Weather should dry out in Aylesbury Vale this week but showers set to return by weekend

The Bucks Herald's weekly weather column with Met Desk

By Matt Andrews, Met Desk forecaster
Monday, 28th June 2021, 10:55 am
Updated Monday, 28th June 2021, 10:56 am

The past week has seen some very unsettled weather across southern parts of the UK and the Vale, with heavy rain and some thunderstorms. The reason for the unsettled weather has been low pressure positioned to the south of the UK, which has allowed cloud and outbreaks of rain to push northwards from the near continent.

Last Friday, a very potent and localised severe thunderstorm developed across east London and parts of Essex. The storm brought frequent lightning strikes and torrential rain, with evidence of tornadic activity. Barking and Dagenham Council reported that there had been severe weather damage, with amateur footage from the time showing damaged homes and dustbins flying through the air within the suspected tornado. Garden walls were knocked over with reports of flash flooding.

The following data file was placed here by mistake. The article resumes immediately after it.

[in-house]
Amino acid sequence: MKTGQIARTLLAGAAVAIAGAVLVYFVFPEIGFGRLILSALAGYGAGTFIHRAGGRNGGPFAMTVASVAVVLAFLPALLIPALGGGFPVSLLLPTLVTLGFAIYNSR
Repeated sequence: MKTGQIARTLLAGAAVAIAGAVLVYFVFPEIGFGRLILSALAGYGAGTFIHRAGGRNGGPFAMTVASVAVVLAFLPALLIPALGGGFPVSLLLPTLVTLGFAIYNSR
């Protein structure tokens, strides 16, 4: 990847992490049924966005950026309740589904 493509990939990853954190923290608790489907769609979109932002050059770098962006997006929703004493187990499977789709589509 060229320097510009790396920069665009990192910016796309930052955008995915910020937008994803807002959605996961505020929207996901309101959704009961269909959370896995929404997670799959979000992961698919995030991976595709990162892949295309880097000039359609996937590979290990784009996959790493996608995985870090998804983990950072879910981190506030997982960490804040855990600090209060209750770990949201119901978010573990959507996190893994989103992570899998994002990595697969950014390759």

Tornadoes can be one of the most be violent and destructive types of weather phenomena, and form in unsettled weather as part of severe thunderstorms. They vary significantly in size and intensity and are associated with a rapidly rotating column of air which extends from the cloud base to the ground surface. Tornadoes occur all over the world, but they are most frequent across North America. Each year around 30-50 tornadoes are reported in the UK.

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One of the most destructive tornadoes to ever hit the UK occurred in Birmingham in 2005. The tornado covered around 1km with wind speeds estimated to have reached 130mph. Thousands of homes and businesses were damaged with repair costs close to £40 million.

So how’s the weather shaping up for the rest of the week? The risk of heavy showers and thunderstorms should subside with some dry weather for a time, although low pressure looks to return from the west this weekend with risk of some longer spells of rain. Temperatures generally above the seasonal average.